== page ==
I did not give him the answer he was expecting. Essentially, I gave his Parliament a C grade. Germany was so much larger, so much wealthier than Canada, I said, and Canada was then admitting 50,000 Indochinese refugees. I said that I did not see why Germany was not admitting 100,000 rather than just 20,000. The Minister was visibly unhappy with my reply. Somehow, I had deflated the great joy he had taken in what had been accomplished. But his reaction was not defensive. We went back to his office to discuss the prospect of Germany taking in more Indochinese refugees.

Germany then had a much more expensive method of resettling refugees. Supported 100% by the government, they were kept in special camps, usually for two years, where they were taught to speak German, learn German ways and otherwise acclimatize themselves to German society. While the young attended school, adults were given training to upgrade their skills to facilitate their entry into the German job market. Of course, this method of resettlement posed challenges. As one example, it is much more difficult to learn a language when you live within your own linguistic community and have relatively little contact with the native German-speaking community. I described the Canadian private sponsorship program and how it might be both more suited to integrating Indochinese refugees as well as permitting Germany to take in many more refugees.

The Minister was skeptical, but he was a very enlightened and open man, indeed eager to try new things. He offered me a car and a translator to travel around Germany for 2-3 weeks and explore the issue with Germans and to return with a report on whether I thought such a program would work and, if so, how it might be implemented. The translator was necessary to facilitate contact with a much wider group of Germans than the many who spoke English. Further, my German skills had so deteriorated that I could not speak as well as an Indochinese refugee, and he wanted me to speak to them as well about their own experiences.

I took up the challenge. I visited only lists of liberal people in human rights and other humanitarian organizations as well as a number of German clerics. My report was completed in 8 days. I concluded that it would be impossible at that time for the German government to introduce a private sponsorship program for refugees. Second, I had come to understand why the decision to take in 20,000 refugees was considered such an accomplishment.

My interviewees were unanimous in declaring that such a program would be impossible to implement at that time. It was not that Germans were ungenerous. Rather, they regarded the Indochinese as never being able to become German. This was not seen as a problem of the Indochinese, but because of the German self-definition of themselves. To be a German was not just to be a citizen – which the Indochinese could certainly become, but it meant being an ethnic German. The liberals I consulted said that a shift away from an ethnic self-definition would not and could not take place in their lifetimes. I would not have predicted from those interviews that the shift came as fast and as extensively as it happened, even though, as I understand it, a majority of Germans still maintain a self-definition of a German primarily in ethnic terms. (Cf. Christian Jopke “Contesting Ethnic Immigration: Germany and Israel Compared,” European Journal of Sociology, 43:3, 301-335, December 2002)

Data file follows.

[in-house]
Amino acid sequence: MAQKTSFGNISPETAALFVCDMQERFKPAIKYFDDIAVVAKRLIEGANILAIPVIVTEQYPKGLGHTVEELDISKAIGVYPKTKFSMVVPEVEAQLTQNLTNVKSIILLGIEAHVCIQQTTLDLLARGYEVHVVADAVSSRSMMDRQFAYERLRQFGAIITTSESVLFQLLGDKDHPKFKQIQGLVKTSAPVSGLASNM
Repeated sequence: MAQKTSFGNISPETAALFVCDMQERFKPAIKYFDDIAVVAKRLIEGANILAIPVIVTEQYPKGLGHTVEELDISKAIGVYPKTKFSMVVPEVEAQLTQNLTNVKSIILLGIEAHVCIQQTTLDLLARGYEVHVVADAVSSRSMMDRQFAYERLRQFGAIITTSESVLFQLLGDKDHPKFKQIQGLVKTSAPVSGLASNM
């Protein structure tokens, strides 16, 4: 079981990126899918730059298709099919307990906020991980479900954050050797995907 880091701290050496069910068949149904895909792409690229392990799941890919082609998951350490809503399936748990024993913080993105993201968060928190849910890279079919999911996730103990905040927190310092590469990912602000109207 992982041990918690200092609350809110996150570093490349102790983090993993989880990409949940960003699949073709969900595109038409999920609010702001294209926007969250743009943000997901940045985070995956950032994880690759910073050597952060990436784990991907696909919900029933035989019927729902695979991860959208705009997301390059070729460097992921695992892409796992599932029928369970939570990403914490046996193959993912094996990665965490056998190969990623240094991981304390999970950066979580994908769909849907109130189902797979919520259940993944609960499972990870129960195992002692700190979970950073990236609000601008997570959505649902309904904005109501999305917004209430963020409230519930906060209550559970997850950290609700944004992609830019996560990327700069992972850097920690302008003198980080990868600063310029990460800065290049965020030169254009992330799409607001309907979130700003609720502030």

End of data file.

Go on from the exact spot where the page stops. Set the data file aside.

Last month, the German Federal Minister of the Interior, Thomas de Maizière from the Christian Democratic Union, published ten points that he believed were central to the German core culture. This was especially interesting to me because his name indicated that he might have been descended from the Huguenots, the Protestant refugees who fled France and the French Catholic persecution then underway in the seventeenth century. When I first visited Berlin, I remember being surprised to learn that 10% of the names in the Berlin telephone directory were Huguenot ones. I checked and my presumption was correct. The Minister’s family originally came from Maizières-lès-Metz. As Hurguenots, they sought asylum in Prussia and attended French-language schools and Huguenot churches in Berlin until the beginning of the 20th century.

The Minister asked, “Who are we? And who do we want to be? As a society. As a nation.” He initially offered three core characteristics of German constitutional patriotism: “the protection of human dignity,” the reverence for democracy, and linguistic commonality. However, he argued that there was more to it than that. “Democracy, respect for the Constitution and human dignity are honoured in all Western societies. I think there’s more. There is such a thing as a ‘German Core Culture’.”

The Minister offered two components to a core culture. “First is the term culture. This shows what is at issue, namely, not rules of law, but rules of living together. And the word “core” is not about prescription or obligation. It is much more about what is guiding us, what is important to us, what gives us direction. Such a direction-giving guide for living in Germany is what I mean by core culture.”

What is the difference between what the Minister wrote about Germany and what I wrote about Canada? Aside from the use of “culture” rather than “religion,” he referred to rules. I had referred to values. His were rules about “living together,” which implied they were obligatory informal rules governing behaviour for all those who lived in Germany even though he declared that “core” did not entail obligation. Later he would specifically declaim such a suggestion by stating that the rules could not be prescribed and were not even obligatory. In contrast, the values I listed were normative aspirations rather than rules, which I do not believe even a majority of Canadians feel are central to who they are. But the implication was that they were the dominant set of values setting standards, not for living together, but for doing good works together.